Study: More Than Half of Cancer Survivors Have Underlying Medical Conditions Associated With Severe COVID-19
The findings suggest that the prevalence of these conditions among cancer survivors is nearly 40% higher than that in the general population.
A new study finds that 56.4% of cancer survivors in the United States report having additional underlying medical conditions associated with severe coronavirus disease 2019 (COVID-19) illness, according to a report published in JNCI: The Journal of the National Cancer Institute.
The findings suggest that the prevalence of these conditions among cancer survivors is nearly 40% higher than that in the general population. Cancer and other underlying medical conditions, including chronic obstructive pulmonary disease and diabetes, are associated with increased risk of severe COVID-19 illness, according to the study authors.
Investigators used data from the 2016 to 2018 National Health Interview Survey, a national cross-sectional survey of the civilian, noninstitutionalized population, to examine the prevalence of underlying medical conditions associated with severe COVID-19 illness in adult cancer survivors in the United States.
“This study investigates the prevalence and factors associated with these underlying medical conditions among cancer survivors in the US,” said study investigator Charles Jiang, PhD, in a press release. “We felt it was important to compile and analyze the available data to inform the public and guide the policy makers on opportunities to prevent and control severe COVID-19—associated illness through strategies such as risk-stratified vaccine distribution.”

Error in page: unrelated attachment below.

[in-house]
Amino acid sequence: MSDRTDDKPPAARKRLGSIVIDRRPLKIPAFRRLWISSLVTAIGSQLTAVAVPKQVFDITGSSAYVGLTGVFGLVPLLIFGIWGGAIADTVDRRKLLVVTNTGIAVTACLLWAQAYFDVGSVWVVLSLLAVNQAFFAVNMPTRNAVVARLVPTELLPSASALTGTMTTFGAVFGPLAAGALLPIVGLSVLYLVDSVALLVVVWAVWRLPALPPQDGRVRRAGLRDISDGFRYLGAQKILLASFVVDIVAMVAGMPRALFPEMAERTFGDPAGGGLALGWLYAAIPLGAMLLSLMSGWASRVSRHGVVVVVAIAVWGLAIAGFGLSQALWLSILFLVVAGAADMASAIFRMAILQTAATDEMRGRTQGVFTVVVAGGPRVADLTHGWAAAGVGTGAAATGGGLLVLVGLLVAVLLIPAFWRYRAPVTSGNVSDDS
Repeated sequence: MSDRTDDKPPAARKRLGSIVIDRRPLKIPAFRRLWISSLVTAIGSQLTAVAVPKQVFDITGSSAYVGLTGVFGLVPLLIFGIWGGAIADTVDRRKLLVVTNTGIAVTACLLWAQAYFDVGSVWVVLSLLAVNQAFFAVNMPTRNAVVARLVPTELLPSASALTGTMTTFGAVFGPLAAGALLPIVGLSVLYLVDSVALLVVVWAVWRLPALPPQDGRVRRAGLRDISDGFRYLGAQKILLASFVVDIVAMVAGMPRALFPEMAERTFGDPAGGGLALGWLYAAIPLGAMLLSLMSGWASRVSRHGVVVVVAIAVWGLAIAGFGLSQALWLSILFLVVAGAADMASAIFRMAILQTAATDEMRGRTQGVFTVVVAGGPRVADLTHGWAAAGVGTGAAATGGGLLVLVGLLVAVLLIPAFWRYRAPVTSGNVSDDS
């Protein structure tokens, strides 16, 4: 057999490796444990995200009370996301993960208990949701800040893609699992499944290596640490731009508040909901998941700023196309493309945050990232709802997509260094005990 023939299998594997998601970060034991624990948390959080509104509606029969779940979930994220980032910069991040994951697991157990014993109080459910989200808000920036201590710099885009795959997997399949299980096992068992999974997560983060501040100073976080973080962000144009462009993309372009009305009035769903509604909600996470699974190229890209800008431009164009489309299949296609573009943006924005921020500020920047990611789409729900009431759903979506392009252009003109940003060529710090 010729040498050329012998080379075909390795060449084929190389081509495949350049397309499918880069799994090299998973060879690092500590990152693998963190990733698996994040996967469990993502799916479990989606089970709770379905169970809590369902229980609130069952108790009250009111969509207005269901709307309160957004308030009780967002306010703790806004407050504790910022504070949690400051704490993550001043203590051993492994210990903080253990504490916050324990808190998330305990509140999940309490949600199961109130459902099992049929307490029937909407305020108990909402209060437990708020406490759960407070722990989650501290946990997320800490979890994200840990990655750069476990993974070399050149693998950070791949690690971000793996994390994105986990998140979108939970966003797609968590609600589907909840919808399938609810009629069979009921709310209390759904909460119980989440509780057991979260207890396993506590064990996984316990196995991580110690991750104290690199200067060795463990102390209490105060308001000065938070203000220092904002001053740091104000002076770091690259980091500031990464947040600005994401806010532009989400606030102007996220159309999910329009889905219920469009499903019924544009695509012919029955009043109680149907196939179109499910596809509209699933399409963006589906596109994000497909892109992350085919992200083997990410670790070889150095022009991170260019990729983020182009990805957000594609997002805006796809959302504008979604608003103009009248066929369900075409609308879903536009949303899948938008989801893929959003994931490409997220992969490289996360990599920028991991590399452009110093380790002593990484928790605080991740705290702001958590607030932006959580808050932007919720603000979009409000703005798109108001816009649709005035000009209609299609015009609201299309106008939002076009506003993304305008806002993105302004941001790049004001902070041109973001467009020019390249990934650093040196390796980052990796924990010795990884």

The findings showed that most cancer survivors reported having more than 1 of the conditions associated with severe COVID-19 illness and nearly one-quarter reported more than 2 conditions. These conditions were more prevalent in survivors of kidney, liver, and uterine cancers, as well as Black survivors, those with low socioeconomic status, and public insurance, according to the study authors.
Older age was associated with higher prevalence of medical conditions among cancer survivors and adults without a cancer history. However, in the youngest age group (18 to 44 years of age), nearly half of cancer survivors had at least 1 additional condition associated with severe COVID-19 illness.
In addition, medical conditions were more prevalent among male survivors (59.9%), those with less than high school completion (68.0%), non-Hispanic Black (67.2%), low income (71.7%), and those living in the South (59.2%), according to the study authors.
More than half of cancer survivors have underlying medical conditions associated with severe COVID-19. American Cancer Society. http://pressroom.cancer.org/UnderlyingMedConditionsCOVID. Published February 3, 2021. Accessed February 3, 2021.